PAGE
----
The Logical Layer specifications define the operations and associated transactions by which end point processing elements communicate with each other. It is composed of several specifications, each providing packet formats and protocols for different transaction semantics.
The Logical I/O specification defines packet formats for read, write, write-with-response, and various atomic transactions. Examples of atomic transactions are set, clear, increment, decrement, swap, test-and-swap, and compare-and-swap.
The Messaging specification defines Doorbells and Messages. Doorbells communicate a 16-bit event code. Messages transfer up to 4K of data, segmented into up to 16 packets each with a maximum payload of 256 bytes. Response packets must be sent for each Doorbell and Message request. The response packet status value indicates done, error, or retry. A status of retry requests the originator of the request to send the packet again. The logical level retry response allows multiple senders to access a small number of shared reception resources, leading to high throughput with low power.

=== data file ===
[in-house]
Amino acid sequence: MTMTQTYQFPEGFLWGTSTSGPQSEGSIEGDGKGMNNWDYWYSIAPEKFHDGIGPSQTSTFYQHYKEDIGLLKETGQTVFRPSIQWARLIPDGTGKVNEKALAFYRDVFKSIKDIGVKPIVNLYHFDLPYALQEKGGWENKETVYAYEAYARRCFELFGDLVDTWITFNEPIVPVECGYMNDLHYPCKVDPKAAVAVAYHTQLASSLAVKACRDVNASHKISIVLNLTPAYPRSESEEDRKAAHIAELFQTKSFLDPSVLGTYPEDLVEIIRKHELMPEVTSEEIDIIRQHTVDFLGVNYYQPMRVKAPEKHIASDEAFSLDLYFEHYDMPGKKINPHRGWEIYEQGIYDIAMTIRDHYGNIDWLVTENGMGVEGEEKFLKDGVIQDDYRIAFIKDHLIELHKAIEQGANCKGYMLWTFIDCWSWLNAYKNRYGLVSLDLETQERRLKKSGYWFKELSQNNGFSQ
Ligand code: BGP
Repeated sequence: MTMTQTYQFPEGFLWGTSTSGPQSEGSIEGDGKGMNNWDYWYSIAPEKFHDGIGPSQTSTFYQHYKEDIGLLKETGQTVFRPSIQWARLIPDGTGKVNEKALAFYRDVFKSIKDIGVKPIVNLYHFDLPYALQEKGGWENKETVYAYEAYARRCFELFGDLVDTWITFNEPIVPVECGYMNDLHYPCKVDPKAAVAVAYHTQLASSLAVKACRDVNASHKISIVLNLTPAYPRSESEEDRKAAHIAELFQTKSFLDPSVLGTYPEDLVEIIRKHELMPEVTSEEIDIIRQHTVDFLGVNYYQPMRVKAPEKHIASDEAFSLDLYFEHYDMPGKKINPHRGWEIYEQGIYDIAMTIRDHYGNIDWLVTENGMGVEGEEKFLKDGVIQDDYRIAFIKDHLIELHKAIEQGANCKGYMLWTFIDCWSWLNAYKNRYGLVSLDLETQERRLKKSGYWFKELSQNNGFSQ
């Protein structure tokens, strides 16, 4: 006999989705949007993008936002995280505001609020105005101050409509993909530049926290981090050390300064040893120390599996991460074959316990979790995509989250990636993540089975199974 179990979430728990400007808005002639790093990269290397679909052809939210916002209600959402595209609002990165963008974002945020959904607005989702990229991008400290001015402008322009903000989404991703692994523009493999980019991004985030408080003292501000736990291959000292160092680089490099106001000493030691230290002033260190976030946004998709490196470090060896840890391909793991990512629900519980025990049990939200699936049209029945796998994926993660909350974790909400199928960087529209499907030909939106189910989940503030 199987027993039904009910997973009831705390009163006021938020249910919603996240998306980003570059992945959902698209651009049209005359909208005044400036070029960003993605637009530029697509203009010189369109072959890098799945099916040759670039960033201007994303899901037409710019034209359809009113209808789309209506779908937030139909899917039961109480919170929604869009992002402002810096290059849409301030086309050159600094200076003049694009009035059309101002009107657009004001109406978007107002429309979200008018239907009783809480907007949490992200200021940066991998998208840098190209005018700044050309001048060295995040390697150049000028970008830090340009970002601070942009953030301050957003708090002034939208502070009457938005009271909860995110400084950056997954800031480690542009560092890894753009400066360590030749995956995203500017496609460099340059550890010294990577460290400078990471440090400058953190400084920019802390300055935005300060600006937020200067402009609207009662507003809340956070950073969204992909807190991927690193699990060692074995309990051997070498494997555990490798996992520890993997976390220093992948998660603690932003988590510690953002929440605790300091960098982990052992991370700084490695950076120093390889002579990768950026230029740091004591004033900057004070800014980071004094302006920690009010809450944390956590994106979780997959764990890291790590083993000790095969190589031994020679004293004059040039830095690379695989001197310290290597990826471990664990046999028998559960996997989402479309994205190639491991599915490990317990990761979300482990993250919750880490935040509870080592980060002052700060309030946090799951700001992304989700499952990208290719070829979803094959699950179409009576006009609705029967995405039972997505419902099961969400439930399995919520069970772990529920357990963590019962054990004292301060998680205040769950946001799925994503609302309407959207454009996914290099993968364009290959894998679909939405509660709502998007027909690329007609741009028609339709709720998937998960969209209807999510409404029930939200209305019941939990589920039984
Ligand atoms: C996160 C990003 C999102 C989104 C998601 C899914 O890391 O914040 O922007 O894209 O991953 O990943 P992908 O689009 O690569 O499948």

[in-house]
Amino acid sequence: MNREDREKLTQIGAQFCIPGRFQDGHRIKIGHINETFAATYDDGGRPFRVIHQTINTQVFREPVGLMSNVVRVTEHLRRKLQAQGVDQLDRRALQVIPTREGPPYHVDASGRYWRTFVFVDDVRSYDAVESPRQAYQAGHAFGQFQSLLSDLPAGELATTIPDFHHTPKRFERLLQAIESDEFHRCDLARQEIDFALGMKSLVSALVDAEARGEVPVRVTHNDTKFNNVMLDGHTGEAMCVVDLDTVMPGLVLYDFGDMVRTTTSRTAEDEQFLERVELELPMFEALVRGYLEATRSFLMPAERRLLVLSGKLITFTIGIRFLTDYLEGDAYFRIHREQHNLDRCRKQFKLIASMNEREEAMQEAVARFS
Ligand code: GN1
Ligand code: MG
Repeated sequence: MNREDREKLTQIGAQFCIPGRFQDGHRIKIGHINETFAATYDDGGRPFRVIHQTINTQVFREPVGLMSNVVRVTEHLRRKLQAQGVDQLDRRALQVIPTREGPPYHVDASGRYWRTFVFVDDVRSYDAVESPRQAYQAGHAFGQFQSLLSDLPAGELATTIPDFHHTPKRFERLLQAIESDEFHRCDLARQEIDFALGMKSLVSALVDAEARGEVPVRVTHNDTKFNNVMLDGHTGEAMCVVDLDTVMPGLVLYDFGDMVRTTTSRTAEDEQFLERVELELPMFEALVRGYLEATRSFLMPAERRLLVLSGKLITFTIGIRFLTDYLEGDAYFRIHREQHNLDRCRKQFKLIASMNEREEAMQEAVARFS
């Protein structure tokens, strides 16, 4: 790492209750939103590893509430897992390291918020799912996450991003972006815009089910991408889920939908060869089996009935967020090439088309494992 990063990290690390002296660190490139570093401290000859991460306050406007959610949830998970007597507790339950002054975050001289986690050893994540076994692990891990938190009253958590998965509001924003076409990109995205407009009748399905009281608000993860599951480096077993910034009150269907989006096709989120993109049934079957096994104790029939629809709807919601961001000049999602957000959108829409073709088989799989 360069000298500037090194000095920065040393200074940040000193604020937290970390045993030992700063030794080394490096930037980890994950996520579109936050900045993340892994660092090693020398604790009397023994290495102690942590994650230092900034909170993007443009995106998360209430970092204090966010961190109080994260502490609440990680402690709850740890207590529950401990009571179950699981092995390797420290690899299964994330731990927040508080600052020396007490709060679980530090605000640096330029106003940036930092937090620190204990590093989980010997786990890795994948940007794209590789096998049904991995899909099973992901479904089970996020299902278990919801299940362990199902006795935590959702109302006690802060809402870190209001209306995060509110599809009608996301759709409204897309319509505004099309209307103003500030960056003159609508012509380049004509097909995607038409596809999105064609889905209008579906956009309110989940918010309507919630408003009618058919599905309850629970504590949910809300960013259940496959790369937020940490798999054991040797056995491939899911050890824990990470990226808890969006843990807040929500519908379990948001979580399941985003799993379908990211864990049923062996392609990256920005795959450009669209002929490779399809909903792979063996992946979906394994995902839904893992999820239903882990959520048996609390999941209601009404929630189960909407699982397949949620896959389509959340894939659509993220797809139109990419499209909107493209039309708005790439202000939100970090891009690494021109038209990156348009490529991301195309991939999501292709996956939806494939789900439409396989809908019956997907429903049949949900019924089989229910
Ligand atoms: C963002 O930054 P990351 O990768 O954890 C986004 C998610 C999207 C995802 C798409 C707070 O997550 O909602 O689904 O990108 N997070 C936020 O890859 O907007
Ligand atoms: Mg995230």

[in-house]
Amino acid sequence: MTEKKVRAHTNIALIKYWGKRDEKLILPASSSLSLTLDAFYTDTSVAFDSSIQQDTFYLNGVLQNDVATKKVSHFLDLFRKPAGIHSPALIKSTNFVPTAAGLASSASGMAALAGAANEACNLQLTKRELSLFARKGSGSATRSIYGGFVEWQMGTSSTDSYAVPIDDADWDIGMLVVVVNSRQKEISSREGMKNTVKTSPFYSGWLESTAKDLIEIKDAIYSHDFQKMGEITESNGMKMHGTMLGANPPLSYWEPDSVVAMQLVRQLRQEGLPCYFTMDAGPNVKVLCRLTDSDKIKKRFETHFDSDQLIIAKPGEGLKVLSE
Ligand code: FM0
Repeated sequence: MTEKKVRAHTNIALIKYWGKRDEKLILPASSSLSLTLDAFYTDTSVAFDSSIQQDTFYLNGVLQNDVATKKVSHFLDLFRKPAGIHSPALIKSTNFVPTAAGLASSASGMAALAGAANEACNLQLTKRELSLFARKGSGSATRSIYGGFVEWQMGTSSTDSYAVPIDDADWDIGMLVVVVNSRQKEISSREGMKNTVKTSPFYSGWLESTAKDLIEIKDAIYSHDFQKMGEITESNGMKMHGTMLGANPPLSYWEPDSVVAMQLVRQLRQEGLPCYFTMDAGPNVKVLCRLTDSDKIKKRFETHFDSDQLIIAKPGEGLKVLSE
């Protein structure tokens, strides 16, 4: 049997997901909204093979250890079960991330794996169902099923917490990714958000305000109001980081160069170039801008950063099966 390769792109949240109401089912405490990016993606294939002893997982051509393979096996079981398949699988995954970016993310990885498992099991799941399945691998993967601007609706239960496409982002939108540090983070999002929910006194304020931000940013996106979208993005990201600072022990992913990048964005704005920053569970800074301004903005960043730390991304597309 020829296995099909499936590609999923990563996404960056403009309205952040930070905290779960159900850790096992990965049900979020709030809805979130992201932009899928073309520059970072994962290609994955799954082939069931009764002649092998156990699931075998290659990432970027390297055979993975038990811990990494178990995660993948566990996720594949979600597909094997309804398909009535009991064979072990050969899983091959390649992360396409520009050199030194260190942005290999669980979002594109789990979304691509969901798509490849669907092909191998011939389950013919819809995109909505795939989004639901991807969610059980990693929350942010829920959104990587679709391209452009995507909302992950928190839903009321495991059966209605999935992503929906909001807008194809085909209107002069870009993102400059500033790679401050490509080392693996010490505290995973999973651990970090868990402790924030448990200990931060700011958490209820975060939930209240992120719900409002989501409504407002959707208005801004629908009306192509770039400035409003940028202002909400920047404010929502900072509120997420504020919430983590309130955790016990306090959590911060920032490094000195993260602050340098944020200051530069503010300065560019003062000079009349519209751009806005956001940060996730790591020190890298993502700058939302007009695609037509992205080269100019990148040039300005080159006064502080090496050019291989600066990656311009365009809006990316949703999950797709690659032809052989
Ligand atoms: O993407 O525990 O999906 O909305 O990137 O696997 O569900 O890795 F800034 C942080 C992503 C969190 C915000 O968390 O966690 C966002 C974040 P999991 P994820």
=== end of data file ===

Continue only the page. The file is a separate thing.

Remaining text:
The Flow Control specification defines packet formats and protocols for simple XON/XOFF flow control operations. Flow control packets can be originated by switches and endpoints. Reception of a XOFF flow control packet halts transmission of a flow or flows until an XON flow control packet is received or a timeout occurs. Flow Control packets can also be used as a generic mechanism for managing system resources.
The Globally Shared Memory specification defines packet formats and protocols for operating a cache coherent shared memory system over a RapidIO network.
The Data Streaming specification supports messaging with different packet formats and semantics than the Messaging specification. Data Streaming packet formats support the transfer of up to 64K of data, segmented over multiple packets. Each transfer is associated with a Class of Service and Stream Identifier, enabling thousands of unique flows between endpoints.
The Data Streaming specification also defines Extended Header flow control packet formats and semantics to manage performance within a client-server system. Each client uses extended header flow control packets to inform the server of the amount of work that could be sent to the server. The server responds with extended header flow control packets that use XON/XOFF, rate, or credit based protocols to control how quickly and how much work the client sends to the server.